What might the ‘New Norm’ look like?

The last few months have been unprecedented in recent history, both challenging and concerning for all of us. Whilst the future is uncertain it is rapidly becoming apparent that the nature of doing business will change and there are immediate implications that should be considered, writes CEA Director, Paul Ross.

Broadly there are three phases that business will endure – immediate business survival, business resumption and the new norm. We have been in the survival mode for the past few months and various government initiatives (furlough etc.) have been at the front of everyone’s mind. We are now moving towards business resumption and the necessary conditions that will have to be met in order to return to work and to achieve the respective revenue generation from manufacturing, distribution, service etc.

The third element, the ‘new norm’, is the one that has many possible outcomes and ultimately the one that businesses will need to adapt to in order to thrive and prosper. Whilst one can speculate about the exact elements and what will happen, it is wise to consider some of the factors that will influence business moving forward. The following represents some thoughts and opinions on both the immediate and wider implications and what may need to be considered for the new normal :-

– The ‘new norm’ period should be considered as being divided into two parts, the first twelve months of restructure and alignment and then new business normality as markets align. Obviously as time passes, the restrictions on business will ease and companies will have adapted to their individual situations based on their respective products and markets.

– UK position within Europe and ROW.
This includes the trading position within Europe and the whole Brexit final departure issue which is fast approaching. The means by which Brexit occurs may create further havoc in terms of commercial terms, distribution and supply chain etc. (a whole topic in its own right). A further consideration is the position of China and any likely trade impact as a result of this crisis (US intervention etc?). Then there are the commercial activities in relation to the above – including legal distribution and supply agreements, import documentation, tariffs, finance and credit terms etc.

– Business travel, overseas meetings and exhibitions.
It is highly unlikely that there will be any immediate lifting of the international air travel restrictions and as such the opportunity for in-person face to face meetings will be limited. Although conference facilities such as Zoom and Teams allow for dialogue they do not necessarily create the same opportunity for relationship building and interpretation of body language etc.

– Supply chain resilience and less dependency on any one key supplier.
Vertical integration and less globalisation.

– Working arrangements and utilisation/strengthening of IT provision to accommodate such.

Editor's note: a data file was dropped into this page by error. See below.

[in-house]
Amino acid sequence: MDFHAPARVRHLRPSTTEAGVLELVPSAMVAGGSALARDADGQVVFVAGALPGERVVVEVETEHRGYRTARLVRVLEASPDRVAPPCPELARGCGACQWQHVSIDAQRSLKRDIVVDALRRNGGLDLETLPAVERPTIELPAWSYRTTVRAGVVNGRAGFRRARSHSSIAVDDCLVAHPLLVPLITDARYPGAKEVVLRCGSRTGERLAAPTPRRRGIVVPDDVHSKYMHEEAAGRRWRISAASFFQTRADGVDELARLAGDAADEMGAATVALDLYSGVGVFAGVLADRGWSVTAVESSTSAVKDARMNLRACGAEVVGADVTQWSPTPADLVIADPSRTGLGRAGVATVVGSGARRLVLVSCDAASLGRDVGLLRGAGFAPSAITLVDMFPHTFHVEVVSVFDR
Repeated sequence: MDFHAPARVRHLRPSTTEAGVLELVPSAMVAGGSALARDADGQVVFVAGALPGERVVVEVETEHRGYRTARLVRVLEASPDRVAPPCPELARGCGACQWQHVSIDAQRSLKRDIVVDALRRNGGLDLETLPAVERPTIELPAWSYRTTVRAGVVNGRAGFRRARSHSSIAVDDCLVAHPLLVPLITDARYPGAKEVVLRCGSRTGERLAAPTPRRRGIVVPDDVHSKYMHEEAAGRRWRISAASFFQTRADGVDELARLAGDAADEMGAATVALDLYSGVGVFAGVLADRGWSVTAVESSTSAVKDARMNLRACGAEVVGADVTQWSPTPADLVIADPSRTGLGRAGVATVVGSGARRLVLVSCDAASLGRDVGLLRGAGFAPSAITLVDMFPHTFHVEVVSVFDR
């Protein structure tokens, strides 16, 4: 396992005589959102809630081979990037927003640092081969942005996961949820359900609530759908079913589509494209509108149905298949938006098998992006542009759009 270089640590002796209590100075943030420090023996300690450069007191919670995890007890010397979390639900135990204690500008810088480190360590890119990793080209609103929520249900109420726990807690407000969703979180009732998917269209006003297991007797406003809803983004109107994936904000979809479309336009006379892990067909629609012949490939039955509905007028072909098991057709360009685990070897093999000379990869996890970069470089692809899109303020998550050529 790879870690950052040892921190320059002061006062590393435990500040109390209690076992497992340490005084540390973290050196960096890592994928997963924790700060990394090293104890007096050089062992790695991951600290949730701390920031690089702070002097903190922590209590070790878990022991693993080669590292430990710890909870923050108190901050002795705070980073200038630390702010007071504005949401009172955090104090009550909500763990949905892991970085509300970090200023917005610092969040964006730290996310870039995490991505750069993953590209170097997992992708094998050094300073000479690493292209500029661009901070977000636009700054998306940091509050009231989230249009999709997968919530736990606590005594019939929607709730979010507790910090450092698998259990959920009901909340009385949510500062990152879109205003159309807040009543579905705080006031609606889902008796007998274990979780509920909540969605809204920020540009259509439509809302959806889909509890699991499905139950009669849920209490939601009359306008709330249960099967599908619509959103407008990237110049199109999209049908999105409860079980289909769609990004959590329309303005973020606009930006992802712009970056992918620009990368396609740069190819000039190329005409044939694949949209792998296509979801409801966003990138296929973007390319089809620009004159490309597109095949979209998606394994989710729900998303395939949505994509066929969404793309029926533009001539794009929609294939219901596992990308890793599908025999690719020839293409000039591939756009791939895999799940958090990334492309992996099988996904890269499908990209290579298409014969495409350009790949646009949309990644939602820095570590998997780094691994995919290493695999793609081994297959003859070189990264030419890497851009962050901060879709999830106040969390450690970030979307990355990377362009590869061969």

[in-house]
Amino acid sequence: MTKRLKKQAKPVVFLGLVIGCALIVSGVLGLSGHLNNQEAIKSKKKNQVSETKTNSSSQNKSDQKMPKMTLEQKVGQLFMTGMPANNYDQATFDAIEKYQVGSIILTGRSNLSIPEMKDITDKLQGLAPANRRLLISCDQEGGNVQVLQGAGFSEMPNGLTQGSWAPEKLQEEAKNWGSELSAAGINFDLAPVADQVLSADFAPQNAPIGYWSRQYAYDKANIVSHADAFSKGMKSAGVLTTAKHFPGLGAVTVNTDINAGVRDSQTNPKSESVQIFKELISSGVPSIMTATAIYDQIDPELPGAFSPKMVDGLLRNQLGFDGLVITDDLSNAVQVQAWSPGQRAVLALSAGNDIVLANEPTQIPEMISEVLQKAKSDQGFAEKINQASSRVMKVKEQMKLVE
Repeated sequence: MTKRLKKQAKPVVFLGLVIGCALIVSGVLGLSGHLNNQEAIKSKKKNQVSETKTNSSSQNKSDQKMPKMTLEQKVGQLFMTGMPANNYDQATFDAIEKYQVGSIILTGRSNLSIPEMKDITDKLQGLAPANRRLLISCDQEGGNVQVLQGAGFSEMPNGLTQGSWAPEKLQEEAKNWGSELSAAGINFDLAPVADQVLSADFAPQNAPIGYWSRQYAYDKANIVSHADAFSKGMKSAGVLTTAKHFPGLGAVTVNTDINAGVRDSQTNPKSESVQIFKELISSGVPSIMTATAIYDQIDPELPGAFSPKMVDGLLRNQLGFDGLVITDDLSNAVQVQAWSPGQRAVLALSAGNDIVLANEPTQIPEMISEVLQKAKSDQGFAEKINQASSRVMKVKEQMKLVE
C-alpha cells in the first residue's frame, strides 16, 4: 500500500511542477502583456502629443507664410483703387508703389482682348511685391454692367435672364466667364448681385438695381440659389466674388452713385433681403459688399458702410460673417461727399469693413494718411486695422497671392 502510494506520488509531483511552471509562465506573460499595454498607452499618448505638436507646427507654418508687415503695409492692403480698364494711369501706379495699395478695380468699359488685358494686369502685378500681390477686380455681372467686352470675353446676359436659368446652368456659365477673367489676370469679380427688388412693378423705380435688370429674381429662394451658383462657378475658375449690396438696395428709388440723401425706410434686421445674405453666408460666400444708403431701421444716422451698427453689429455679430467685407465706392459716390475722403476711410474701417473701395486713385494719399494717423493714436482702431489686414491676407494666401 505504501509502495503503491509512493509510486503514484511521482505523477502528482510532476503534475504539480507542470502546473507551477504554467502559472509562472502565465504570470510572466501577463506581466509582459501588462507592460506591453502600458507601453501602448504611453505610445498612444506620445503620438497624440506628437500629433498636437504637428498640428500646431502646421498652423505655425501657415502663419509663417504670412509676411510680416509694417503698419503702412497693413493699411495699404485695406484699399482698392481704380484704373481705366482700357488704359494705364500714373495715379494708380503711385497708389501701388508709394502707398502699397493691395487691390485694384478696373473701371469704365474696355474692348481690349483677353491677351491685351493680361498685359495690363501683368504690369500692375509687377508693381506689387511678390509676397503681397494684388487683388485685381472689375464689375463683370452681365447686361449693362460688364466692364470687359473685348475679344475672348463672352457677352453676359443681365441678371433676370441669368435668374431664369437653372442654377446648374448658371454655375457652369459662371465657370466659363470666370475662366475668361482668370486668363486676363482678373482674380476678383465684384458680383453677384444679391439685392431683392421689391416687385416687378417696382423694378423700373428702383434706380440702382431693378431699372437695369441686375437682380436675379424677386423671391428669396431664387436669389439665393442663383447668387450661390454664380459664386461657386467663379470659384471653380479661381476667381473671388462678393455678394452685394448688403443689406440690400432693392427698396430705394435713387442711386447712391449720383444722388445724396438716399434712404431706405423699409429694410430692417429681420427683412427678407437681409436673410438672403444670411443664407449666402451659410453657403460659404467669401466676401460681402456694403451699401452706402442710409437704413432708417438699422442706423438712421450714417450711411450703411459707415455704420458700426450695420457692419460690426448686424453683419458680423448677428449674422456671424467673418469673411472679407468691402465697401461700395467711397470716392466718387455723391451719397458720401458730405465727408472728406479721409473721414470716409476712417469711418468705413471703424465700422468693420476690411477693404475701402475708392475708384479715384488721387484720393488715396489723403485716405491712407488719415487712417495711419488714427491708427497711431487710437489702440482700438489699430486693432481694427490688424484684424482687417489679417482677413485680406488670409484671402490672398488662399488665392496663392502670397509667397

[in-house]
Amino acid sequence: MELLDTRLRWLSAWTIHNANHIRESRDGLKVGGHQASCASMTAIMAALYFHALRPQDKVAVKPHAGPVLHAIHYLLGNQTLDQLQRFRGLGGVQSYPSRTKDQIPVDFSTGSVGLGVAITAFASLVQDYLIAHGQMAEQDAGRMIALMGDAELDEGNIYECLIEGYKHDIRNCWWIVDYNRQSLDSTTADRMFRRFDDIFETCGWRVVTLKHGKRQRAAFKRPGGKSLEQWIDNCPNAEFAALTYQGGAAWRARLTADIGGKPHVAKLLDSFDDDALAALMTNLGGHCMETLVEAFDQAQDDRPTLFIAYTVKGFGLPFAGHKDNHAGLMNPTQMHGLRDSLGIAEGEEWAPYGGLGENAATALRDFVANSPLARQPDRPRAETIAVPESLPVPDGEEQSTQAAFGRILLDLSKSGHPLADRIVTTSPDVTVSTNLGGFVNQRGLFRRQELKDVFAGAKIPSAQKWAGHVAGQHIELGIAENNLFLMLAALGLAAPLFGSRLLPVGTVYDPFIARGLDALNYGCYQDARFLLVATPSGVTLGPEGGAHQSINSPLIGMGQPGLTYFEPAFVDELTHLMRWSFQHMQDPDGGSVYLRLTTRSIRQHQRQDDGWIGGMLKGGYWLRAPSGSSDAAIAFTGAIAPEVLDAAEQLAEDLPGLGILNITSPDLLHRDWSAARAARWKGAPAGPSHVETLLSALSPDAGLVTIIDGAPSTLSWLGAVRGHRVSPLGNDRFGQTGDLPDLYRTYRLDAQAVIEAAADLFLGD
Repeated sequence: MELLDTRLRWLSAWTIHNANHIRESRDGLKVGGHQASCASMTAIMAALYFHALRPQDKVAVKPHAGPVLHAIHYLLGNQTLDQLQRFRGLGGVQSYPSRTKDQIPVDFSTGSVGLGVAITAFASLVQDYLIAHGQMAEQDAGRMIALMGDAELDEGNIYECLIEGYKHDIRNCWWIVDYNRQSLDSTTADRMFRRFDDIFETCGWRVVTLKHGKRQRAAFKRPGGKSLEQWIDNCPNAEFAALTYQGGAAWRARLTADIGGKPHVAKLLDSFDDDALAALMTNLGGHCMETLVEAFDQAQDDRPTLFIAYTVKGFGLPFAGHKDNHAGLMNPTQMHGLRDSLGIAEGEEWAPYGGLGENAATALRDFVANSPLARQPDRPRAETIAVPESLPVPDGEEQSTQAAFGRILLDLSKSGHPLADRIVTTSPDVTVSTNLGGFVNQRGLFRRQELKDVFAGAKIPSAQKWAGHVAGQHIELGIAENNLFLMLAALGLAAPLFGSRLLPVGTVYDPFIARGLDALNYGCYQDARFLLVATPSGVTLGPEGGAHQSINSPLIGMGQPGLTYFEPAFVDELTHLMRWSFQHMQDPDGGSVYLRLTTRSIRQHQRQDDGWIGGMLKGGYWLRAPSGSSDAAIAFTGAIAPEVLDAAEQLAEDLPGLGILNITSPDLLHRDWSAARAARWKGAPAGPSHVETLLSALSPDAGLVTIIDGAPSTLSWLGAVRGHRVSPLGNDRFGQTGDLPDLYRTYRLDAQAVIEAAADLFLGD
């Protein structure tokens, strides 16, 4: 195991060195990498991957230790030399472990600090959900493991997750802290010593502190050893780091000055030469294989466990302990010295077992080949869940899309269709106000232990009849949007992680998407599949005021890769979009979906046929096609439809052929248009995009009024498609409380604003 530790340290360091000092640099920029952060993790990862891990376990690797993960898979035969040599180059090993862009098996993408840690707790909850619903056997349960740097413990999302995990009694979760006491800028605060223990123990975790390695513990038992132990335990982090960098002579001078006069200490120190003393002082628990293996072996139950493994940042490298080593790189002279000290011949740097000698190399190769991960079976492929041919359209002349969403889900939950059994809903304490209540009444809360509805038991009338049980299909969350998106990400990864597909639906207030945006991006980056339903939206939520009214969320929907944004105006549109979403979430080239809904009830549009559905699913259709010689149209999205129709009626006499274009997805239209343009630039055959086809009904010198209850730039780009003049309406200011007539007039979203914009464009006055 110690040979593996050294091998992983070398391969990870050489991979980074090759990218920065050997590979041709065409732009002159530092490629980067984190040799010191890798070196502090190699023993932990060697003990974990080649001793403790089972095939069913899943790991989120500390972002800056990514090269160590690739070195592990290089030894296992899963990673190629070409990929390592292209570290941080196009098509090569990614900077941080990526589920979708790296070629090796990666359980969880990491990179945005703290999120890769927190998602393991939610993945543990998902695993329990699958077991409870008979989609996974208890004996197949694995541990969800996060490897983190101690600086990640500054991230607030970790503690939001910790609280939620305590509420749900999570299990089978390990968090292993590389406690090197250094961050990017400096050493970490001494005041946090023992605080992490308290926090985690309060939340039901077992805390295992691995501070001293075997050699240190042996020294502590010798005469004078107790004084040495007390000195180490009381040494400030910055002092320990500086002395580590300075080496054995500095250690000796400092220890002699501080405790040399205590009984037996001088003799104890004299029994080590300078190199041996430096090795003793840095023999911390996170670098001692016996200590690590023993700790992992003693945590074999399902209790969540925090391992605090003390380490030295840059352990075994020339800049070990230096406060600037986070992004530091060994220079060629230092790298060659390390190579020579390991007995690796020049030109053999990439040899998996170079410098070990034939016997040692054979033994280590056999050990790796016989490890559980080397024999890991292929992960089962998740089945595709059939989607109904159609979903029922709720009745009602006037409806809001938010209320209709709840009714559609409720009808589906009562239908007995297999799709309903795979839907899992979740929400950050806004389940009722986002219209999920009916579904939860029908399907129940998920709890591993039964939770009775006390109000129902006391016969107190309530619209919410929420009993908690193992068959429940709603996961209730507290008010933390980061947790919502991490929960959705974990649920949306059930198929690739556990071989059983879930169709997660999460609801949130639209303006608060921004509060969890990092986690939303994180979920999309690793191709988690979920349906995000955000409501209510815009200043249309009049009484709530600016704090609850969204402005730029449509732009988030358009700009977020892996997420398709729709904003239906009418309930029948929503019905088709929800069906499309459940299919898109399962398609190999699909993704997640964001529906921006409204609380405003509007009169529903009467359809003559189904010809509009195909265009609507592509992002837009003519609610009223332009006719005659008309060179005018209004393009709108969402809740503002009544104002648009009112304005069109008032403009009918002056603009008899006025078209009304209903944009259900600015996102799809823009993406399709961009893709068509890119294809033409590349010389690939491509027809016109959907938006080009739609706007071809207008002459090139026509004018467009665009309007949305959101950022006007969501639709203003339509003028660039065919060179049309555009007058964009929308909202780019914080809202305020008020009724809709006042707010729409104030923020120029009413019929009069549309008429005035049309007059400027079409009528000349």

By necessity, all companies have adopted new ways of working and the accelerated uptake of digital conferencing platforms has become the norm. It is also likely that many companies will encourage the greater adoption of remote working and flexible working arrangements moving forward. The impact on certain businesses may be the relocation to smaller remote offices with lower overheads, as is currently being seen in the financial sector in central London.

– Payment terms to/from suppliers and customers.
Payment terms are likely to be affected and unfortunately many manufacturers and suppliers are already experiencing this. Obviously the end result is cash flow issues and the respective impact on balance sheet.

– Customer demand and market drivers.
Whilst the markets are significantly lower there will be an increase in demand over time but there will be a cushion effect as a result of the inventory levels held by distribution. Current product forecasts will be revised to take this into account which will possibly have the impact of slowing down the immediate recovery.

– Workforce retention and succession.
Despite the current furlough arrangements being in place to protect employees it is inevitable that there will be further significant redundancies as we move forward. Sadly the industry has already seen this happening as businesses have to adapt to the market and establish their new period cost and overhead structures. Regrettably this will lead to further skills shortages as employees are made redundant or elect for early retirement etc.

A further impact may be the deskilling of certain activities (assembly operations etc) to allow flexibility of labour within a reduced workforce.

– Financial implications.
Loan repayments and establishing a new basis for financial viability. Pension plans and portfolio performance resulting in increased company contributions etc.

– Investment opportunities, acquisitions, mergers etc.
As time passes it will inevitably result in certain companies not being able to recover independently and unfortunately some will collapse whilst others merge to provide a stronger business.

The list could be significantly longer and will obviously vary as conditions change but the above should hopefully stimulate some thoughts for consideration and provide a backdrop for ongoing activities. It is important to identify that whilst the current conditions are difficult, they will improve over time as the world adapts and once again becomes at ease with the new norm.

Paul Ross is a former director of Caterpillar UK Holdings, Ricardo plc and member of the CEA’s Executive Board. Paul is happy to discuss his thoughts with CEA members. Contact Paul via info@thecea.org.uk